Recently, I encountered a discussion where a female “plus-sized” model was being discussed, and the conversation drifted into the subject of what society believes is attractive in a female. It was suggested that the projected ideal of feminine beauty is a limited one, and that it is pushed by a patriarchal structure that allows men to subjugate women to a specific standard of beauty.
I will admit that this idea struck me as odd. I visualized a frightening villain’s lair on a mountain, where a small cabal of evil old men got together and decided how to keep women in their place this year, hatching a nefarious plot to decide what the rest of us will find attractive in a woman.
That unlikely scenario is merely the one that formed in my mind (I do that, my mind tends to move towards the weird end of things) but if I look toward existing social factors and their history, it is impossible to entirely dismiss the idea of paternalistic forces that have long existed to subject women to cultural rules. It is clear that many men still fear female sexuality unless it is corralled in ways that benefit themselves.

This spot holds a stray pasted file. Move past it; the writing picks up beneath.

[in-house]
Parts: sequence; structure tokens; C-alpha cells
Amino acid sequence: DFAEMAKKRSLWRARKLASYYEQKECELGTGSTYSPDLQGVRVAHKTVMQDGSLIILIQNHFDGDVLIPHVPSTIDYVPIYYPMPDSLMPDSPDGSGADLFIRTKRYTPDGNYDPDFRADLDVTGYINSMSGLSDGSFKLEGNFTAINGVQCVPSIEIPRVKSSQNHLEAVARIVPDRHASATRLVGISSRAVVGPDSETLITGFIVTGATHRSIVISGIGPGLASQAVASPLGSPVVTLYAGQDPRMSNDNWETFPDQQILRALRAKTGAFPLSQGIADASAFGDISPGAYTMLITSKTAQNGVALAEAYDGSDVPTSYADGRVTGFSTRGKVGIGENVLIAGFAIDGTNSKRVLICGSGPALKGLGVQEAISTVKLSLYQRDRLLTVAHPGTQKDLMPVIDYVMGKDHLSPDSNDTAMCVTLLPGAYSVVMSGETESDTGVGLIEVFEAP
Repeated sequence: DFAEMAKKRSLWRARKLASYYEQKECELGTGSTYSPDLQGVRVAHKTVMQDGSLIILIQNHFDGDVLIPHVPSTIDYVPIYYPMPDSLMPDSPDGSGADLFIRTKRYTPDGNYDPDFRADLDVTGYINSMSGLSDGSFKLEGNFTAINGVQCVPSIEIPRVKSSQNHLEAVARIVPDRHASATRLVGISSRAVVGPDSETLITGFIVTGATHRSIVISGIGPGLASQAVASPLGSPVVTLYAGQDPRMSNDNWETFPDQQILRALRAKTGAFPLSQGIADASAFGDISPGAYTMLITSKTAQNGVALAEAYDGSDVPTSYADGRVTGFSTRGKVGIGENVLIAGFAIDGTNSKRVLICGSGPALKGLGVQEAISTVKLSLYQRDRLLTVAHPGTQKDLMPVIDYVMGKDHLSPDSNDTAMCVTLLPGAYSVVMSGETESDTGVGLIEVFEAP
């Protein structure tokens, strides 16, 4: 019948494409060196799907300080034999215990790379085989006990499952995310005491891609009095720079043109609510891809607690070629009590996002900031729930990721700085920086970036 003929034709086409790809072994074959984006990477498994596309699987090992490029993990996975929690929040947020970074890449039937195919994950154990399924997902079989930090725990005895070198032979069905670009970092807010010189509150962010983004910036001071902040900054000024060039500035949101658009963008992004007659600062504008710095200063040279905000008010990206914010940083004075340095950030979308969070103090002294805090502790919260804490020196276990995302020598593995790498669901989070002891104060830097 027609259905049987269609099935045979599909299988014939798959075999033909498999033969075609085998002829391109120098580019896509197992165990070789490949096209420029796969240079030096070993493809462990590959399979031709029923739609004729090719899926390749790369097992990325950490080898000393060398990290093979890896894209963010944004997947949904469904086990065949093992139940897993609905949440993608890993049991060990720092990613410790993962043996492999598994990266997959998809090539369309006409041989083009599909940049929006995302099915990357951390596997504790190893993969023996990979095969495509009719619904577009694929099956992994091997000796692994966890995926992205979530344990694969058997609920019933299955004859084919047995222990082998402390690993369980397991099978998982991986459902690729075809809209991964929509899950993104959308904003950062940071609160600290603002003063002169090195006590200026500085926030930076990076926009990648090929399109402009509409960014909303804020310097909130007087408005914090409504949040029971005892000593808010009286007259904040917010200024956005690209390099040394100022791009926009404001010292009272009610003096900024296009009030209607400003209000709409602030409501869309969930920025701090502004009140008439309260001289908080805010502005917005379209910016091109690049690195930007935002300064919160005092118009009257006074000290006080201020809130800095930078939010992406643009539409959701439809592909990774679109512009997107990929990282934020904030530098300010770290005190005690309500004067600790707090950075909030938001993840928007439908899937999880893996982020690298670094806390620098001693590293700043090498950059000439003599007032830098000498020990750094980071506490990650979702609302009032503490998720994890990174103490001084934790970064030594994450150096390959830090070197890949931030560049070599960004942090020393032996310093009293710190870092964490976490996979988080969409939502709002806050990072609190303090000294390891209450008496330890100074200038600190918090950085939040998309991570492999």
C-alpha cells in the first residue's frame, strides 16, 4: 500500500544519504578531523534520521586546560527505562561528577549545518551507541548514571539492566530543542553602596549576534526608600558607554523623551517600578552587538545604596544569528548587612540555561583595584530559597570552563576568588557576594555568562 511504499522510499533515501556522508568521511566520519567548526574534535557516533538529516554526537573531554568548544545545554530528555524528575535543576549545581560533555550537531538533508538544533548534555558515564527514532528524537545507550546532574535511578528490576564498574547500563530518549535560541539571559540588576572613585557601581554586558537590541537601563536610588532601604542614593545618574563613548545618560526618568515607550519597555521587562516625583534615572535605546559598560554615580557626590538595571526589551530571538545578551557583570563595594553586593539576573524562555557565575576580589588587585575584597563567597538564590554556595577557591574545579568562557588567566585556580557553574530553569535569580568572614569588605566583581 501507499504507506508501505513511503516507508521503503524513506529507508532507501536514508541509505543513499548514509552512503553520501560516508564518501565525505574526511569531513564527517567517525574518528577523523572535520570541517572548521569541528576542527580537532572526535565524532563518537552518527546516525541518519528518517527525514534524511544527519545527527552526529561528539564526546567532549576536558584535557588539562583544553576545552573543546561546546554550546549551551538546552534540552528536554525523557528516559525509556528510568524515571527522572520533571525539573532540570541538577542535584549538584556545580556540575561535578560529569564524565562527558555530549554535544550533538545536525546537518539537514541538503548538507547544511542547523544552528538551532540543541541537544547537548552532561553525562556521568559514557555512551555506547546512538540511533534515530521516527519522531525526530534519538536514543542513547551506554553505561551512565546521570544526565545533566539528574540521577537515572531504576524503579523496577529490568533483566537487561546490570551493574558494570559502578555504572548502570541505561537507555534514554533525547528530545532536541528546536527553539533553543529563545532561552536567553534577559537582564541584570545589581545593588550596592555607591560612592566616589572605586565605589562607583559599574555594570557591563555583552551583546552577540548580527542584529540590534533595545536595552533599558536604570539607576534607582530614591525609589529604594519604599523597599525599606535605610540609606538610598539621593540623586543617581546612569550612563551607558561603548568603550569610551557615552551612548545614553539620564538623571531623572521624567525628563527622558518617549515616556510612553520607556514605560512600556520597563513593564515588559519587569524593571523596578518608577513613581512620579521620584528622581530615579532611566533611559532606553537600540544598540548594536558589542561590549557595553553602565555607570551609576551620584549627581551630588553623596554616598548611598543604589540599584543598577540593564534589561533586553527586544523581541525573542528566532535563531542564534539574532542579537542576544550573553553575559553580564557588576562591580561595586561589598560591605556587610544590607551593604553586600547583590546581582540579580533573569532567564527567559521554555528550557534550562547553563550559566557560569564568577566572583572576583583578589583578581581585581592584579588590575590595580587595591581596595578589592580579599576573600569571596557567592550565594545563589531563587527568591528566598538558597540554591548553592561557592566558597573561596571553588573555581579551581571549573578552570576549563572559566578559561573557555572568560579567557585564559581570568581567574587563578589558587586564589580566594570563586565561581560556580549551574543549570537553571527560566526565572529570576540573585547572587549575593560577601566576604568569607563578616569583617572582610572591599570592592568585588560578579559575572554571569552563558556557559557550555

The massive and continual influence of Abrahamic religions throughout the world and in this country illustrates this. Those religions have always exerted an enormous, perhaps THE most enormous, social control mechanisms in the US.
Until rather recently, it was almost unheard of for a person to not claim affiliation with a mainstream religion, and even those that quietly disbelieved were still influenced by social customs derived from paternalistic religious tradition.
Still, I feel that the accepted view of feminine beauty is not the result exclusively of paternalistic forces. It is true that by suppressing and controlling female sexuality, one of the reactions to that suppression is an increase in the objectification of the female body. The very act of a woman showing a little skin is still transgressive and can stir emotion in cultures where women are encouraged or forced to cover themselves or dress modestly.